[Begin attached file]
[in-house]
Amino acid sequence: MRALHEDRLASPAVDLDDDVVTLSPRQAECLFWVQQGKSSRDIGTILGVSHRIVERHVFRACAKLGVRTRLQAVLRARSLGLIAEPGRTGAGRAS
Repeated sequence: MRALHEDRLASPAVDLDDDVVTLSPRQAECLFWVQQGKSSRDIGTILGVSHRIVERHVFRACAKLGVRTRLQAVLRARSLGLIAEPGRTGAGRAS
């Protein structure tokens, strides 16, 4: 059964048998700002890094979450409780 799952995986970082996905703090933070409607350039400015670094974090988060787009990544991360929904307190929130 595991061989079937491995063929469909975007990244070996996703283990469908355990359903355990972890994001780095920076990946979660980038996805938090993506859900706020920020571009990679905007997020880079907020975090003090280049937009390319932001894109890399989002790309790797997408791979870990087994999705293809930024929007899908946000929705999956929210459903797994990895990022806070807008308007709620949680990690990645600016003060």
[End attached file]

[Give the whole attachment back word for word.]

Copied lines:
[in-house]
Amino acid sequence: MRALHEDRLASPAVDLDDDVVTLSPRQAECLFWVQQGKSSRDIGTILGVSHRIVERHVFRACAKLGVRTRLQAVLRARSLGLIAEPGRTGAGRAS
Repeated sequence: MRALHEDRLASPAVDLDDDVVTLSPRQAECLFWVQQGKSSRDIGTILGVSHRIVERHVFRACAKLGVRTRLQAVLRARSLGLIAEPGRTGAGRAS
């Protein structure tokens, strides 16, 4: 059964048998700002890094979450409780 799952995986970082996905703090933070409607350039400015670094974090988060787009990544991360929904307190929130 595991061989079937491995063929469909975007990244070996996703283990469908355990359903355990972890994001780095920076990946979660980038996805938090993506859900706020920020571009990679905007997020880079907020975090003090280049937009390319932001894109890399989002790309790797997408791979870990087994999705293809930024929007899908946000929705999956929210459903797994990895990022806070807008308007709620949680990690990645600016003060």